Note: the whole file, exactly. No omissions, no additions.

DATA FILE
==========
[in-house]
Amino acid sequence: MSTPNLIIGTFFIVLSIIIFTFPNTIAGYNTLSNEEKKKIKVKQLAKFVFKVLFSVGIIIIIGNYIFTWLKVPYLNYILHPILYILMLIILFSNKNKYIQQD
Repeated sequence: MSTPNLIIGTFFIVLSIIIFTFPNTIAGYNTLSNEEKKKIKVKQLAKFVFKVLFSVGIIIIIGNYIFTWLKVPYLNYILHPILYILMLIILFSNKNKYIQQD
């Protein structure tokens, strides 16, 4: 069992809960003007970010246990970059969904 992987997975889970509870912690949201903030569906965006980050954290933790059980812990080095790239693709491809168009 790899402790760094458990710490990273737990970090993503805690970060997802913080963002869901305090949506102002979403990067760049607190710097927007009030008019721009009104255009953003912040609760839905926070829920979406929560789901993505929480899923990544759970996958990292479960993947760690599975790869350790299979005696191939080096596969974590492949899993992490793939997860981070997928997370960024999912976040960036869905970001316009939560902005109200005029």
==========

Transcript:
[in-house]
Amino acid sequence: MSTPNLIIGTFFIVLSIIIFTFPNTIAGYNTLSNEEKKKIKVKQLAKFVFKVLFSVGIIIIIGNYIFTWLKVPYLNYILHPILYILMLIILFSNKNKYIQQD
Repeated sequence: MSTPNLIIGTFFIVLSIIIFTFPNTIAGYNTLSNEEKKKIKVKQLAKFVFKVLFSVGIIIIIGNYIFTWLKVPYLNYILHPILYILMLIILFSNKNKYIQQD
């Protein structure tokens, strides 16, 4: 069992809960003007970010246990970059969904 992987997975889970509870912690949201903030569906965006980050954290933790059980812990080095790239693709491809168009 790899402790760094458990710490990273737990970090993503805690970060997802913080963002869901305090949506102002979403990067760049607190710097927007009030008019721009009104255009953003912040609760839905926070829920979406929560789901993505929480899923990544759970996958990292479960993947760690599975790869350790299979005696191939080096596969974590492949899993992490793939997860981070997928997370960024999912976040960036869905970001316009939560902005109200005029």